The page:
Today, a bit of a rarity.
A paper written by George Lucas in 1959 for the Economic Geography class at Thomas Downey High School in Modesto, California. Lucas would have been 15 when he wrote this, and it obviously speaks to his interest in anthropology at an early age. Perhaps this was an early origin of the sandpeople?
As evidenced by the watermark on these images, the essay was auctioned off sometime in 2005.
There are a number of communities whose mode of life involve different proportions of nomadism and cultivation. They are often engulfed in the term semi-nomadism. Semi-nomadism may be found in true deserts but this mixed mode of life is most typical of the traditional (?) of semi desert and steppe where rainfall (?)reliability provokes great fluctuations in crop yields unless irrigation is possible. In other words geographical conditions favor a double existence especially when lack of (?capital?) and specialized techniques make large scale cultivation difficult. But exact nature of the mode of life of a particular tribal group depends on many other human factors such as the life of the group, its traditions its (?), and the weather, altitude and stability of the central government.
In North Africa we find this semi-desert-steppe gone to the interior of the moister, more developed atlantic and mediterranean domains. The more extreme area of cultivation is on the narrow, moister plain south and east of Tripoli. Most of this desert-steppe (?gone) has less than 6 inches of rainfall per year.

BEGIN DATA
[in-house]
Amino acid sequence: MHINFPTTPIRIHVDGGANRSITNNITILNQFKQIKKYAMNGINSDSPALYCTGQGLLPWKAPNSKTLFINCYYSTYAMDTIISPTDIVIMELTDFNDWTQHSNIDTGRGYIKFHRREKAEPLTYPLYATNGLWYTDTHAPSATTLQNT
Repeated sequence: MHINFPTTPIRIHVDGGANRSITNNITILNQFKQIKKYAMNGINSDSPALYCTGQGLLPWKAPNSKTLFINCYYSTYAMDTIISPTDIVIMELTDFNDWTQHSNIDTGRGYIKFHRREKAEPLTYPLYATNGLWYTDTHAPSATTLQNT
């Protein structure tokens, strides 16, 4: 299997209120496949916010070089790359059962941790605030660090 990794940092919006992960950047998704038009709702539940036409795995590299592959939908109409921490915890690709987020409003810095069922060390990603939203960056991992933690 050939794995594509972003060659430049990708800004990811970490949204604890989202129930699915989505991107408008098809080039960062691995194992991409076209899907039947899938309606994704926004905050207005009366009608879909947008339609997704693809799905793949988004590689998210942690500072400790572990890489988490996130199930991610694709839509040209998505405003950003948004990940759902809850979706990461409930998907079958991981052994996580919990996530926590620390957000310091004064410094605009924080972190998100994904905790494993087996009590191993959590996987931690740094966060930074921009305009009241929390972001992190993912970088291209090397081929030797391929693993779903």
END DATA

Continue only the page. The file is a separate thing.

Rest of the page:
The semi nomadic tribes large in size from about 1300 to over 83000. These tribes have flocks of sheep and herds of goats, which they move from one pasture to another. They also generally have control of an oasis, on which they grow date palms, olive orchids and build permanent villages which are deserted part of the year. The semi nomads live almost entirely on camel milk, dates, barley and olive oil.
Semi-nomadism is essentially subsistence economy. Semi nomads may be officially settled into agriculture more easily than nomads. Semi-nomadism is no necessarily a transitional (?) between nomadism and agriculture; it is a distinct mode of life.